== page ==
Kyoto Journal Issue KJ95

Wellbeing

INSIGHTS FROM ASIA

Kyoto Journal is an award-winning,
quarterly magazine founded in Kyoto, Japan,
presenting cultural and historical insights from
all of Asia since 1987.

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Japanese Foods that Heal

KJ Autumn/Winter 2019 Reads: Titles from Tuttle

As part of their 70th-year anniversary celebrations, KJ has teamed up with Tuttle Publishing, the Asia specialist, for this four-part series.

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Daijosai and Shikinen Sengu: First Fruits Twice Tasted: Renewal of Time, Space and Man in Japan

Through its rituals, Japanese society marks both historical time, that is, progressive irreversible time, and natural time, the cyclic eternal rhythm. Historical time was originally reckoned by counting the years from the enthronement of each emperor.

Hideous Ugliest Orange Toad's Last Bolero/Viagra Falls, Masami Teraoka

Painting in the Light of Two Suns

The evolution of Teraoka’s oeuvre now can be explored in the monumental 400-page Floating Realities: The Art of Masami Teraoka, almost a catalogue raisonné. In addition to beautifully printed full color reproductions, the book includes a forward by Mike McGee.

Emperor Godaigo, Notional Treasure, Oaitokuji-so

Japan’s Other Emperor

With the sokuirei (Ceremony of Ascension) for Emperor Naruhito having taken place on Oct. 22, 2019—the grandest of celebrations marking a new future for the Chrysanthemum Throne—we’re looking back a piece from KJ Issue 9 (Winter 1989), “Japan’s Other Emperor.” Author David Kubiak presents a lively and engrossing romp through Japan’s history of imperial ascension,…

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The Natural Harmony of Mindfulness and Mind-Wandering

With unprecedented snowfall in Australia’s subtropical state of Queensland, hail storms in Mexico City and record high temperatures in Paris (45.9C) and Churu Rajasthan (50.8C), it is increasingly difficult to close our eyes to the consequences of global heating. When we see self-serving politicians and big business leaders in flagrant collusion, displaying no inclination toward implementing…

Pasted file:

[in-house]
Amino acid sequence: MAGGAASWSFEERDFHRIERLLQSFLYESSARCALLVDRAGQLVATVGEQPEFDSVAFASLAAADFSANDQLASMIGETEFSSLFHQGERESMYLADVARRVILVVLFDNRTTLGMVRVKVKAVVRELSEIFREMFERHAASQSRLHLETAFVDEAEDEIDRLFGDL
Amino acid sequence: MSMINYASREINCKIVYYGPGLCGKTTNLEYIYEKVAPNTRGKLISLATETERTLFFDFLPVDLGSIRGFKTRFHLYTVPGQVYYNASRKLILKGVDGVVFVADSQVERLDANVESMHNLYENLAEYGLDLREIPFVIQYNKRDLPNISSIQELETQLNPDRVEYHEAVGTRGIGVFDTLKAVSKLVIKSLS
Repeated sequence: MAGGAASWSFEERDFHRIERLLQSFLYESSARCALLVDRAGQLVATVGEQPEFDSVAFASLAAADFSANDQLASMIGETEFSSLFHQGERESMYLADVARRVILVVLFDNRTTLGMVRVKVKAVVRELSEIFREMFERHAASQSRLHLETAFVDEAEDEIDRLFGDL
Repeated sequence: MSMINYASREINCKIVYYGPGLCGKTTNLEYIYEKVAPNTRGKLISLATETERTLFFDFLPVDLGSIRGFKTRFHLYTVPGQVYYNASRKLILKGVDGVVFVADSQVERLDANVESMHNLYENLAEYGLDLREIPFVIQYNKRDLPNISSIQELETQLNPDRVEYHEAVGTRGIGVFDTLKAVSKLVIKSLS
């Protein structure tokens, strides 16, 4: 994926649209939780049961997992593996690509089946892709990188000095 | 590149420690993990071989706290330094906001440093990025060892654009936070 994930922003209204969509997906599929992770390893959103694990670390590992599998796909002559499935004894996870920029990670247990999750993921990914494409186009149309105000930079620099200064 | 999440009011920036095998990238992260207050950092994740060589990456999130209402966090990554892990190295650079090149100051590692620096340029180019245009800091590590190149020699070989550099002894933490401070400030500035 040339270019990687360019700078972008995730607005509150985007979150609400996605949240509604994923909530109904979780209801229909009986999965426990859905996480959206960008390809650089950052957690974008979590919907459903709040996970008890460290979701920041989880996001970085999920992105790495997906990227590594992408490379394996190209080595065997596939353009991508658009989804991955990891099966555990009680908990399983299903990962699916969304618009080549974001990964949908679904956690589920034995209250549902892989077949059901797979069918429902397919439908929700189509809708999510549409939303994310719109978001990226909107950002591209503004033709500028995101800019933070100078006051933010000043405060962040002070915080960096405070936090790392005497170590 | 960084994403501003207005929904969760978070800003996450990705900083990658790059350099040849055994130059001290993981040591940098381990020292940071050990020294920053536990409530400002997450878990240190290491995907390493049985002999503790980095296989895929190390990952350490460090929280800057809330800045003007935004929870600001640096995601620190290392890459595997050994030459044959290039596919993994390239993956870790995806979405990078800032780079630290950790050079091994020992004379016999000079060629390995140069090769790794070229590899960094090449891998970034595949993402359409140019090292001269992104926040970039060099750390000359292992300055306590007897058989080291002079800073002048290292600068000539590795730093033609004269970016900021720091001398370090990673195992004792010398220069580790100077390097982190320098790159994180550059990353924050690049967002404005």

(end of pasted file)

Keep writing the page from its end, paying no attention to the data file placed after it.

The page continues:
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Words Necessary and Unnecessary

Translating out of one’s original language into a second language is a risky endeavor. In the case of translator Goro Takano, with this exquisite and slightly quirky bilingual chapbook-object, he acquits himself well.

lana slezic afghanistan women photography kyoto journal bhurka

Hearing their Voices: the Afghan Women’s Writing Project

In 2004 when Masha Hamilton first visited Afghanistan, Afghan women sought to begin careers, get educations and participate in public life…when she returned, life in Afghanistan had become more difficult, and opportunities for women were increasingly scarce. She established the Afghan Women’s Writing Project to create a forum for both women’s education and their voices.

slient voice

Watching Kyoto Animation’s ‘A Silent Voice’ in the Aftermath of the Studio Attack: A Reflection On Loss

Watching A Silent Voice with the sober awareness that some of the artists who created it may have been slain is an unsettling perspective.* It is a burden of knowledge that coalesces into a lens of loss. This lens warps every scene, adding extra heartbreak to the sad moments and extra shock to the violent ones.

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Stone Wall

The Japanese countryside is full of stone walls. They are not freestanding grey lines used for dividing property but rather buttresses that hold back the mountains and shape them into something that can be lived on and farmed.

on the blog

Kyoto Journal is looking for submissions of short fiction and creative non-fiction works on the theme of "Next Generations." Hong Kong's current social and political climate will define how tradition is passed on and reformulated. KJ hopes to include voices from the generation transmitting tradition and the younger generations shaping culture for the future.

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"Experience Mandala" by Minako Hiromi and Akito Sengoku

Minako Hiromi’s new exhibition “An every-day life of reminiscence” (on at The Terminal Kyoto until 01 December, 2019) showcases her mesmerizing mandalas, each of which invite the viewer to explore the hidden stories in their stunning, hand-drawn detail.

Before you go, be sure to check out our latest issue:

KJ 94: Inspired by Kyoto